Putrajaya, sited about 15 miles outside of Kuala Lampur, features significant planned green space and wide streets, an excellent choice for the venue of this Ironman 70.3 event. In fact, the second half of the name, -jaya, means “success” or “victory” in Sanskrit. Who would be able to claim success or victory on this day, which dawned warm and clear?
A non-wetsuit swim for both professionals and age-groupers, with an ITU-style dock start, the swim would surely play a crucial role in sorting out the day’s events; a grand total of 22 professionals (11 males, 11 females) means that there would be no large legal chase packs to track down the swimmers of the group.
It was an all Aussie event out of the water, as Josh Amberger took down the swim prime in 23:58. Eric Watson (originally from Australia, now hailing from Bahrain) was hot on his heels one second behind, and Craig Alexander came out third in 24:02. TYR must be proud, as their Torque swim skin took down the first and third positions. Crowie showcased his 70.3 World Champion form and that every second counted, beating Watson out of transition. Tim Green found himself 1:15 back with his 25:14 effort. Cannasia Team member Frederik Croneborg rounded out the top 5 in the swim at 25:43.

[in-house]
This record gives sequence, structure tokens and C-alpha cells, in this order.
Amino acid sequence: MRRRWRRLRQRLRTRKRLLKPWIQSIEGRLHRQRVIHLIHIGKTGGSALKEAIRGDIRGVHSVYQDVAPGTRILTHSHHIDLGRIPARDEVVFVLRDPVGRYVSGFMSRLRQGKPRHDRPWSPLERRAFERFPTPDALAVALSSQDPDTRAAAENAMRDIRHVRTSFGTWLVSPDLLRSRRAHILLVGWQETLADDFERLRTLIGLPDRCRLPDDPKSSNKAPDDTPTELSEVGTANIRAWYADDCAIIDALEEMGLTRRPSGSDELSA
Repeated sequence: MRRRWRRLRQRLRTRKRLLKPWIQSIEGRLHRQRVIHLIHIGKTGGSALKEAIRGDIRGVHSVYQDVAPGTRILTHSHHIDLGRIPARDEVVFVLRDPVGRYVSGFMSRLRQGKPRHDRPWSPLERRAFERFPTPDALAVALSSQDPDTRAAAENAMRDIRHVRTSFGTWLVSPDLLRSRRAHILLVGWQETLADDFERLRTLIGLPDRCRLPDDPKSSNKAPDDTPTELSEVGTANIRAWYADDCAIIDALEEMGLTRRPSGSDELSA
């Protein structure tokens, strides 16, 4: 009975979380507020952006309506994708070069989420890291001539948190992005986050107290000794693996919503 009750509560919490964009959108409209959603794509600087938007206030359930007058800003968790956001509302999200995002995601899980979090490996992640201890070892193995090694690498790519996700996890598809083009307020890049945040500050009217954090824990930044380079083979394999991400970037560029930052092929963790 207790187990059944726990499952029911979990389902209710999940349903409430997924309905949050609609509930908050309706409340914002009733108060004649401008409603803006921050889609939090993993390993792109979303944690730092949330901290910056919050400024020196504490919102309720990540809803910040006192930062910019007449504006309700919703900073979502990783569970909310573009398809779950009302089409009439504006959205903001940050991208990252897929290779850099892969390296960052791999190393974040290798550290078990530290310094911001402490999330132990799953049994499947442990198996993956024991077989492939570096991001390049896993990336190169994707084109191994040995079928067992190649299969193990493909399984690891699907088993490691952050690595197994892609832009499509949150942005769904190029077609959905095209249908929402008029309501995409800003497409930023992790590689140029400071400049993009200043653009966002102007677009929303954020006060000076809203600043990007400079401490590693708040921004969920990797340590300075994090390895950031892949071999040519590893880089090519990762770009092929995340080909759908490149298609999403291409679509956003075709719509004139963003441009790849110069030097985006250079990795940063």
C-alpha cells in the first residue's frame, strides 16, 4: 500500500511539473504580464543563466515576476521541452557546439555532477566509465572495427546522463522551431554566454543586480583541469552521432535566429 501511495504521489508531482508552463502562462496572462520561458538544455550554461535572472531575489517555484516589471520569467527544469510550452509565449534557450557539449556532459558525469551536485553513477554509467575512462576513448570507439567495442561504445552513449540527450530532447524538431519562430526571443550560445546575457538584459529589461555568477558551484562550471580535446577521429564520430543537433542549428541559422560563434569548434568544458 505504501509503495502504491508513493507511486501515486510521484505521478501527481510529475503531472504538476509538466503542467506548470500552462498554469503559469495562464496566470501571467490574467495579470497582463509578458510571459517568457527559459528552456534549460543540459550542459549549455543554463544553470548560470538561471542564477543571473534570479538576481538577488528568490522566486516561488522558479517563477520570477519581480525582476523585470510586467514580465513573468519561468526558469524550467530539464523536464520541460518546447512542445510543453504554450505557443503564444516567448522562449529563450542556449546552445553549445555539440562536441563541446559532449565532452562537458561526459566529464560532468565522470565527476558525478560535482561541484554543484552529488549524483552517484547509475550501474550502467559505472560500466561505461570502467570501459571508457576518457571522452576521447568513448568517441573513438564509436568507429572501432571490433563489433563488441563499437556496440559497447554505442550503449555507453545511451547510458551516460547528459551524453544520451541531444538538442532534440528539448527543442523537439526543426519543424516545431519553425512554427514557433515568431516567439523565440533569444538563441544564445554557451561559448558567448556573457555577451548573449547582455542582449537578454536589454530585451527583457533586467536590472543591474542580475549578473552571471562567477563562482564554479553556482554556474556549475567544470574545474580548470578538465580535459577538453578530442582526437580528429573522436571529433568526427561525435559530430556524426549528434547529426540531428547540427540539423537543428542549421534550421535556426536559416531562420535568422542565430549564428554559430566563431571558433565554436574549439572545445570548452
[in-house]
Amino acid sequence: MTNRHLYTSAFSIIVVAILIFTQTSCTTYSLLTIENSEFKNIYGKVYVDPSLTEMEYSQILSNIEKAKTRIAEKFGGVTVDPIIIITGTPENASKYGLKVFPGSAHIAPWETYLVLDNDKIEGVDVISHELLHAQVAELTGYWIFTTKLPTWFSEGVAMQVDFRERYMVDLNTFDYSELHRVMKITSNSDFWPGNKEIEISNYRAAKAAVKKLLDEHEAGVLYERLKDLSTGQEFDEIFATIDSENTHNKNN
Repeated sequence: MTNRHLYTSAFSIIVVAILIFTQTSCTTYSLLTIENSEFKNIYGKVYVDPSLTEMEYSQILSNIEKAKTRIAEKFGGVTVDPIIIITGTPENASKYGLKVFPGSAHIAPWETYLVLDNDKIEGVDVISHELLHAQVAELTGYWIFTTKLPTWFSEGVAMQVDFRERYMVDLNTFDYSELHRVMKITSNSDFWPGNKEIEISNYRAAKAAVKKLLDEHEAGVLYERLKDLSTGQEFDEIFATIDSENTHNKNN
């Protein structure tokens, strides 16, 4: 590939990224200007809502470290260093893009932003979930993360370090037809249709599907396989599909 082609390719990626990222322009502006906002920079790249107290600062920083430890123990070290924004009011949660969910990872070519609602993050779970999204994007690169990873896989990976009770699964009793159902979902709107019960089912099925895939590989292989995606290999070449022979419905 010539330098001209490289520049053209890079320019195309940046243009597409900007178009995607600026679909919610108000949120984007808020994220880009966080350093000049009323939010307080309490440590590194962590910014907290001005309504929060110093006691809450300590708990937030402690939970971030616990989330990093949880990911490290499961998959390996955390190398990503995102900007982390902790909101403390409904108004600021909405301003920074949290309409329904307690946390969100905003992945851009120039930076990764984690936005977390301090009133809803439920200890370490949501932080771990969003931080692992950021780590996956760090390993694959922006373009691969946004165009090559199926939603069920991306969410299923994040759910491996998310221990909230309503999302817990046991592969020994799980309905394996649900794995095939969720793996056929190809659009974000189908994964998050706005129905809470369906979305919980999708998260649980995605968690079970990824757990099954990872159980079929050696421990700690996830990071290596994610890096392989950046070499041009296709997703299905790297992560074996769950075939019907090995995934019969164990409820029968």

In the women’s race, pre-race favorite Rebekah Keat showcased her swim, earning swim prime honors in 26:38. Much like in the men’s race, the top three women found themselves quite close together hopping aboard their bikes; Emma Bilham was a mere 16 seconds down, with Amelia Watkinson tapping her toes another two seconds back. Irene See Win Chong was still in view of a victory, swimming her way into 4th position in 28:27. Kiwi Kathryn Haesner held fifth out of the water with a 28:35.